The Check Clearing for the 21st Century Act, which was signed into law in 2003 and took effect in 2004, has revolutionized the banking business, said Michael Wingo, executive vice president of treasury services and funding for Signature Bank of Arkansas.
According to the Fed Web site, Check 21 facilitates faster check turnaround by creating a substitute check, which lets banks treat a check image the same as a paper check, and process it electronically.
Check 21 came about at a good time for Signature Bank, which started in May 2005.
The law effectively eliminated the need for startup banks to buy expensive reader/sorters — which can cost about $150,000 — and to pay for the staff to operate and service the machines, Wingo said.
Signature spent a fraction of the cost of buying reader/sorters on the hardware and software to process checks electronically.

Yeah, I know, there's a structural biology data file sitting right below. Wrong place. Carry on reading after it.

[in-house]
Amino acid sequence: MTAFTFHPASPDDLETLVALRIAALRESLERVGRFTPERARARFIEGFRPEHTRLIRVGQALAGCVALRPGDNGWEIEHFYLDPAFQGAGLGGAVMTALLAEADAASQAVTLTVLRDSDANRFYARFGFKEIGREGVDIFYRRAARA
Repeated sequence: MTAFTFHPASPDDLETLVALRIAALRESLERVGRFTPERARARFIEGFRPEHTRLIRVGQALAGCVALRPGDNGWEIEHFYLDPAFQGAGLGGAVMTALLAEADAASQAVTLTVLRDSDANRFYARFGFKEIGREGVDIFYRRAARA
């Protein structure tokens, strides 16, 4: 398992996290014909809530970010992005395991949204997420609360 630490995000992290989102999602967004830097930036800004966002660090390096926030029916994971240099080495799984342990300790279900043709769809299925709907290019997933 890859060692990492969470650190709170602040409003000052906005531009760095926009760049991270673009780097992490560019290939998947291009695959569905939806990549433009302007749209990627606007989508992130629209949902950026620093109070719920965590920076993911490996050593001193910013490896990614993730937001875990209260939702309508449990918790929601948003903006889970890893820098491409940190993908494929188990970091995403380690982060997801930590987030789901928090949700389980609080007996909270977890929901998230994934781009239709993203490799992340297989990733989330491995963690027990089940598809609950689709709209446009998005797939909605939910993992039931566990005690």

Banks are continuing to capitalize on electronic transactions, he said.
“It’s just a plain fact that cash costs more money to handle,” Wingo said. “So businesses, including banks, endeavor to reduce costs and this is one of those ways where we examine the processes and do our best to utilize all the technology and, along with the desires of our client base, to provide service at the most reasonable cost we can.”
The reduction in overall costs for banks “is tremendous for our industry,” he said. “And so that drives the notion that eventually, we will attempt to do to handle as little cash as possible.”